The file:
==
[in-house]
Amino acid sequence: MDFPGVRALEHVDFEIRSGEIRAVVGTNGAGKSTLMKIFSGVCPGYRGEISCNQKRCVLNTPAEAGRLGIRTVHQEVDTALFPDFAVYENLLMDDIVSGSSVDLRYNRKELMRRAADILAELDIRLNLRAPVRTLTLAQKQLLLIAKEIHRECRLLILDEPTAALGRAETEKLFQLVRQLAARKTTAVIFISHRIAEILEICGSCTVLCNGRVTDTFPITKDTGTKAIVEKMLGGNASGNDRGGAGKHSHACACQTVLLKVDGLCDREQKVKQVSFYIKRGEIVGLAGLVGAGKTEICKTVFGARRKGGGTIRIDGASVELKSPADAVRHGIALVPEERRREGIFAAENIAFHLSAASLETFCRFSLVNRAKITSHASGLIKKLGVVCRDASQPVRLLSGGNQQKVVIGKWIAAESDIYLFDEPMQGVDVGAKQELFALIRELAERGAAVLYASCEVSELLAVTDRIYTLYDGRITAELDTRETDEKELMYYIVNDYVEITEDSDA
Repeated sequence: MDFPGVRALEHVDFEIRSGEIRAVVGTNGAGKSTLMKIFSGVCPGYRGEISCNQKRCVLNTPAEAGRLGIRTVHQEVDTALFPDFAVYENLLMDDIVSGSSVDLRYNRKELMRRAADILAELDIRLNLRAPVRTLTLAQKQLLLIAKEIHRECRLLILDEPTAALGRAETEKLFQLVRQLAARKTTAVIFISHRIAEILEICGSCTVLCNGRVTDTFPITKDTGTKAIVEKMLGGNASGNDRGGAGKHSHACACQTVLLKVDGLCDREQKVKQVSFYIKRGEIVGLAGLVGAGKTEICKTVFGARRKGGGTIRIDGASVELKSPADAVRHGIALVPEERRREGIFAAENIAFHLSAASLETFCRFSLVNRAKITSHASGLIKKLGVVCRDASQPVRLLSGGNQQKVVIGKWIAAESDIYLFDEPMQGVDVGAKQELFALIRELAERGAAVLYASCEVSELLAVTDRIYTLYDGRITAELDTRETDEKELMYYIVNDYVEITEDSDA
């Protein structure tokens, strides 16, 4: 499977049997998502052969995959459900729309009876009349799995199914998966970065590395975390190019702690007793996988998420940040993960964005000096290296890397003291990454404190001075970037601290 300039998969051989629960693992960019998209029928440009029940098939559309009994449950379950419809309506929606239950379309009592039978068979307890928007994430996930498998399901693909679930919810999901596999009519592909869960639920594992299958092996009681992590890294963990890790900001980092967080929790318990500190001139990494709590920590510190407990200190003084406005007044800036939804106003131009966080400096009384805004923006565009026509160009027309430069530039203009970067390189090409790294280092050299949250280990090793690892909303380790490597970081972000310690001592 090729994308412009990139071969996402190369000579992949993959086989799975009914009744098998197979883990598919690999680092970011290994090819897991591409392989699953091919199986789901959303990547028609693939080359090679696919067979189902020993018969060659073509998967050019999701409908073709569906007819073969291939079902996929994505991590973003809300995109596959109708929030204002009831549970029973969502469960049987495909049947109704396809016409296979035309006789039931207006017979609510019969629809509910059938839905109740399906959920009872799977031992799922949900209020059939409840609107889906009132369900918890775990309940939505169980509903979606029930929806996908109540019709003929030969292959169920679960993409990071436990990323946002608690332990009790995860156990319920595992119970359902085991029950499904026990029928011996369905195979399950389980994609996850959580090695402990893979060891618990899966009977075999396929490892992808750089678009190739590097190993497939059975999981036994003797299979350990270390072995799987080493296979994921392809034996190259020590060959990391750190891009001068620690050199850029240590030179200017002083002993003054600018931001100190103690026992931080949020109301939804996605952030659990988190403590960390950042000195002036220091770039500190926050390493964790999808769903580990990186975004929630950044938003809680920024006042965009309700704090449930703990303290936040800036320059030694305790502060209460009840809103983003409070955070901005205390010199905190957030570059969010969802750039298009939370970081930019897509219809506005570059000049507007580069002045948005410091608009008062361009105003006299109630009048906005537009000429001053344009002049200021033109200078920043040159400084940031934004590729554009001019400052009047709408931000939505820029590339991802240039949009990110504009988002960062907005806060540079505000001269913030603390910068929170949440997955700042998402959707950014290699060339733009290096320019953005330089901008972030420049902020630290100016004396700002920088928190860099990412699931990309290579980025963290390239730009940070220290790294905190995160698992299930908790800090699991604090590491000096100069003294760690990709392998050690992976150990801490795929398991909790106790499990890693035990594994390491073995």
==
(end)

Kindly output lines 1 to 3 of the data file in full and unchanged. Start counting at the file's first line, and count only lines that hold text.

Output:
[in-house]
Amino acid sequence: MDFPGVRALEHVDFEIRSGEIRAVVGTNGAGKSTLMKIFSGVCPGYRGEISCNQKRCVLNTPAEAGRLGIRTVHQEVDTALFPDFAVYENLLMDDIVSGSSVDLRYNRKELMRRAADILAELDIRLNLRAPVRTLTLAQKQLLLIAKEIHRECRLLILDEPTAALGRAETEKLFQLVRQLAARKTTAVIFISHRIAEILEICGSCTVLCNGRVTDTFPITKDTGTKAIVEKMLGGNASGNDRGGAGKHSHACACQTVLLKVDGLCDREQKVKQVSFYIKRGEIVGLAGLVGAGKTEICKTVFGARRKGGGTIRIDGASVELKSPADAVRHGIALVPEERRREGIFAAENIAFHLSAASLETFCRFSLVNRAKITSHASGLIKKLGVVCRDASQPVRLLSGGNQQKVVIGKWIAAESDIYLFDEPMQGVDVGAKQELFALIRELAERGAAVLYASCEVSELLAVTDRIYTLYDGRITAELDTRETDEKELMYYIVNDYVEITEDSDA
Repeated sequence: MDFPGVRALEHVDFEIRSGEIRAVVGTNGAGKSTLMKIFSGVCPGYRGEISCNQKRCVLNTPAEAGRLGIRTVHQEVDTALFPDFAVYENLLMDDIVSGSSVDLRYNRKELMRRAADILAELDIRLNLRAPVRTLTLAQKQLLLIAKEIHRECRLLILDEPTAALGRAETEKLFQLVRQLAARKTTAVIFISHRIAEILEICGSCTVLCNGRVTDTFPITKDTGTKAIVEKMLGGNASGNDRGGAGKHSHACACQTVLLKVDGLCDREQKVKQVSFYIKRGEIVGLAGLVGAGKTEICKTVFGARRKGGGTIRIDGASVELKSPADAVRHGIALVPEERRREGIFAAENIAFHLSAASLETFCRFSLVNRAKITSHASGLIKKLGVVCRDASQPVRLLSGGNQQKVVIGKWIAAESDIYLFDEPMQGVDVGAKQELFALIRELAERGAAVLYASCEVSELLAVTDRIYTLYDGRITAELDTRETDEKELMYYIVNDYVEITEDSDA